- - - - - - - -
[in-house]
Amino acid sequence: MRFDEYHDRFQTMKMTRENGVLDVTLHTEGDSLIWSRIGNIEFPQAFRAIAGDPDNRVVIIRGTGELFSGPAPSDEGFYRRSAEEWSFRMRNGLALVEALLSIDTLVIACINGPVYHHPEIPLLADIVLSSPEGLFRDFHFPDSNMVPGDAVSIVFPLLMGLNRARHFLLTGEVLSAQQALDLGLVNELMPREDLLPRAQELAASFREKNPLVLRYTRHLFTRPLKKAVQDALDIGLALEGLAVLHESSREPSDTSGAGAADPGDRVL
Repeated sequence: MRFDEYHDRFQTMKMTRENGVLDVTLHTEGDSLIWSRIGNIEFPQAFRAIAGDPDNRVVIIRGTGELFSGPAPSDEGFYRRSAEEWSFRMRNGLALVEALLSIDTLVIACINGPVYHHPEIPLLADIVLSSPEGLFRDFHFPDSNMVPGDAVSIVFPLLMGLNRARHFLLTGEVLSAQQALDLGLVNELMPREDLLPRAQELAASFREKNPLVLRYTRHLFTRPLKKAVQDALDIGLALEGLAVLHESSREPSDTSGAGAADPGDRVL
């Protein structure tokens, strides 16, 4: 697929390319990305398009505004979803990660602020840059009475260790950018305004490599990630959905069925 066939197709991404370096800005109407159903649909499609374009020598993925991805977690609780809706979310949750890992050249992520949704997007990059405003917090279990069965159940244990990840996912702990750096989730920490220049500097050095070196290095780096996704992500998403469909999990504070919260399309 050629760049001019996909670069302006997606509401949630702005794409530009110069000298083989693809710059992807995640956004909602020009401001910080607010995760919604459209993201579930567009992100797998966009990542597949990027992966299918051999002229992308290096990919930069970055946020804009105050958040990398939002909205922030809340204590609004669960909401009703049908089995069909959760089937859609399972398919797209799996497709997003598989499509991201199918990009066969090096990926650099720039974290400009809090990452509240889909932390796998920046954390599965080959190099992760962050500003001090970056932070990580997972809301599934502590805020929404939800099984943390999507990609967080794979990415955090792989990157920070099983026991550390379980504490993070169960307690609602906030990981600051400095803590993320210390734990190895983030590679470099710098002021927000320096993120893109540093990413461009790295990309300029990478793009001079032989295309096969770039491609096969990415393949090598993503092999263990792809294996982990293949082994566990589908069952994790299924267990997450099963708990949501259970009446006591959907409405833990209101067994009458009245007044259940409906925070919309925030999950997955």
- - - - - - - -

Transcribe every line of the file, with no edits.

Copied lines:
[in-house]
Amino acid sequence: MRFDEYHDRFQTMKMTRENGVLDVTLHTEGDSLIWSRIGNIEFPQAFRAIAGDPDNRVVIIRGTGELFSGPAPSDEGFYRRSAEEWSFRMRNGLALVEALLSIDTLVIACINGPVYHHPEIPLLADIVLSSPEGLFRDFHFPDSNMVPGDAVSIVFPLLMGLNRARHFLLTGEVLSAQQALDLGLVNELMPREDLLPRAQELAASFREKNPLVLRYTRHLFTRPLKKAVQDALDIGLALEGLAVLHESSREPSDTSGAGAADPGDRVL
Repeated sequence: MRFDEYHDRFQTMKMTRENGVLDVTLHTEGDSLIWSRIGNIEFPQAFRAIAGDPDNRVVIIRGTGELFSGPAPSDEGFYRRSAEEWSFRMRNGLALVEALLSIDTLVIACINGPVYHHPEIPLLADIVLSSPEGLFRDFHFPDSNMVPGDAVSIVFPLLMGLNRARHFLLTGEVLSAQQALDLGLVNELMPREDLLPRAQELAASFREKNPLVLRYTRHLFTRPLKKAVQDALDIGLALEGLAVLHESSREPSDTSGAGAADPGDRVL
């Protein structure tokens, strides 16, 4: 697929390319990305398009505004979803990660602020840059009475260790950018305004490599990630959905069925 066939197709991404370096800005109407159903649909499609374009020598993925991805977690609780809706979310949750890992050249992520949704997007990059405003917090279990069965159940244990990840996912702990750096989730920490220049500097050095070196290095780096996704992500998403469909999990504070919260399309 050629760049001019996909670069302006997606509401949630702005794409530009110069000298083989693809710059992807995640956004909602020009401001910080607010995760919604459209993201579930567009992100797998966009990542597949990027992966299918051999002229992308290096990919930069970055946020804009105050958040990398939002909205922030809340204590609004669960909401009703049908089995069909959760089937859609399972398919797209799996497709997003598989499509991201199918990009066969090096990926650099720039974290400009809090990452509240889909932390796998920046954390599965080959190099992760962050500003001090970056932070990580997972809301599934502590805020929404939800099984943390999507990609967080794979990415955090792989990157920070099983026991550390379980504490993070169960307690609602906030990981600051400095803590993320210390734990190895983030590679470099710098002021927000320096993120893109540093990413461009790295990309300029990478793009001079032989295309096969770039491609096969990415393949090598993503092999263990792809294996982990293949082994566990589908069952994790299924267990997450099963708990949501259970009446006591959907409405833990209101067994009458009245007044259940409906925070919309925030999950997955």